Croats of Italy
|This article relies largely or entirely on a single source. (December 2011)|
|Mostly Roman Catholicism|
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Croats form a part of the permanent population of Italy (Croatian: Hrvati u Italiji). Traditionally there is an autochthonous community in the Molise region known as the Molise Croats, but there are many other Croats living in or associated with Italy through other means. In 2010, persons with Croatian citizenship in Italy numbered 21,079,.
Croats in Italy could mean any of the following:
- Molise Croats - a long-established Croatian population in the Molise region.
- Ethnic Croats to have relocated to Italy from any region to which Croats may be autochthonous (e.g. Bosnia and Herzegovina, Serbia, Montenegro, and other countries).
- Any person originally from the Republic of Croatia regardless of ethnicity to maintain Croatian documentation.
Molise Croats, who were the first Croats to settle in Italy, at the time of the Ottoman expansion in the Balkans, are one of the linguistic minority officially recognised by the Italian Republic. They achieved protection as a minority on 5 November 1996 by an agreement signed between Croatia and Italy. According to 2001 census, there were 2,801 Molise Croats, of which 813 lived in San Felice del Molise (Croatian: Štifilić; Filić), 800 in Acquaviva Collecroce (Croatian: Kruč) and 468 in Montemitro (Croatian: Mundimitar). The number of Molise Croats is in decline.
Associations, publications and media
In the region of Molise there is the Federation of Croatian-Molise Cultural Associations which unifies the Association "Luigi Zara", the Foundation "Agostina Piccoli", the Association "Naš život" (English: Our Life) and the Association "Naš grad" (English: Our Town). The main association of all Croats of Italy is the Alliance of Croatian Associations founded in 2001; this association consists of the Croatian-Italian Association of Rome, the Croatian Union of Milano, the Croatian Union of Trieste, the Croatian Union of Venetia, the Croatian-Italian Association of Udine and the Association "Luigi Zara". Also, the Club of Friends of Croatia is active in Milano. A Croatian organization that has a longer history in Italy is the Pontifical Croatian College of St. Jerome, a Catholic college. Known as the Collegium Hieronymianum Illyricorum (Illyrian Hieronymian College; San Girolamo degli Illirici in Italian) since 1902, the college served both Croatian and Serb Catholics, before being renamed Pontificium Collegium Chroaticum Sancti Hieronymi (Pontifical Croatian College of St. Jerome) in 1971. Another Croatian Catholic organizations in Italy is the Domus Croata "Dr. Ivan Merz", an organization of Croatian pilgrims.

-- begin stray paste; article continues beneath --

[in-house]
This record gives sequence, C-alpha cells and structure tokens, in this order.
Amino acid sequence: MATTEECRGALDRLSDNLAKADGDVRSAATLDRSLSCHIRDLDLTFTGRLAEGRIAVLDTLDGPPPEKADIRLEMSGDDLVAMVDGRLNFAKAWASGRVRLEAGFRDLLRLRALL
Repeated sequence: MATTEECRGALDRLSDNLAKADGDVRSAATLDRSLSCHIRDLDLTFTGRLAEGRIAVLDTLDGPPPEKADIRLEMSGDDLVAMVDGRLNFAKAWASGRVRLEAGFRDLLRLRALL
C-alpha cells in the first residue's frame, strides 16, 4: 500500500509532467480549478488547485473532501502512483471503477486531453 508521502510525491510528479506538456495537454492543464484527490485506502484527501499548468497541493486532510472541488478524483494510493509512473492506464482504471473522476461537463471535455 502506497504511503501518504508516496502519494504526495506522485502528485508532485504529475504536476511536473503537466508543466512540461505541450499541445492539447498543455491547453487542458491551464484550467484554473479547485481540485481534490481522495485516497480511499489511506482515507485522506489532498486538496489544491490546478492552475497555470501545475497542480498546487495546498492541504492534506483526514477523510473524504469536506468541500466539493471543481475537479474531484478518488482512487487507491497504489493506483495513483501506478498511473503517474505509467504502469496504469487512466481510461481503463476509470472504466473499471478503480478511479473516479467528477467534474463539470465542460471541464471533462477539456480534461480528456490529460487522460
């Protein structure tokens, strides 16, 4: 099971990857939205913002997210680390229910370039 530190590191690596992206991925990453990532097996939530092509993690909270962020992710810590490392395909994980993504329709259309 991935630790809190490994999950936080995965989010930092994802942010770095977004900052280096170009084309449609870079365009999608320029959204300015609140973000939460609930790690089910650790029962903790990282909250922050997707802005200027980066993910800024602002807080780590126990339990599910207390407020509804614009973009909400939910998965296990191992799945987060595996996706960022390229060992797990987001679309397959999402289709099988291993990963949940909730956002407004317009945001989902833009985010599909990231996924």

The Foundation "Agostina Piccoli" and the Association "Naš život" are issuing the bilingual magazine "Riča živa/Parola viva" (English: Living Word), while the Alliance of Croatian Associations prints also the bilingual magazine "Insieme" (Croatian: Zajedno, English: Together).
Famous Croats of Italy and Italians with Croatian ancestry
- Saša Bjelanović, Croatian footballer
- Antonio Blasevich footballer and coach
- Zvonimir Boban, former Croatian footballer and pundit for Sky Italia.
- Giulio Clovio, Croatian painter
- Matthaeus Ferchius, Italian-Croatian theologian
- Gino Gardassanich, American footballer
- William Klinger, late Italian historian
- Giovanni Martinolich, late Italian chess master
- Denis Majstorovic, Italian rugby player
- Predrag Matvejević, Croatian writer
- Nina Morić, model
- Nikola Radulović, Italian basketball player
- Max Romih, late Italian chess master
- Antonio Smareglia, late Italian opera composer born in Pula to an Italian father and a Croatian mother
- Uros Vico, Italian tennis player
- Antonio Vojak, Italian footballer
- Oliviero Vojak, Italian footballer
- "Statistiche demografiche ISTAT". Retrieved 11 April 2012.
- "Hrvatska manjina u Talijanskoj Republici". Ministry of Foreign Affairs and European Integration. Retrieved 8 November 2011.[permanent dead link]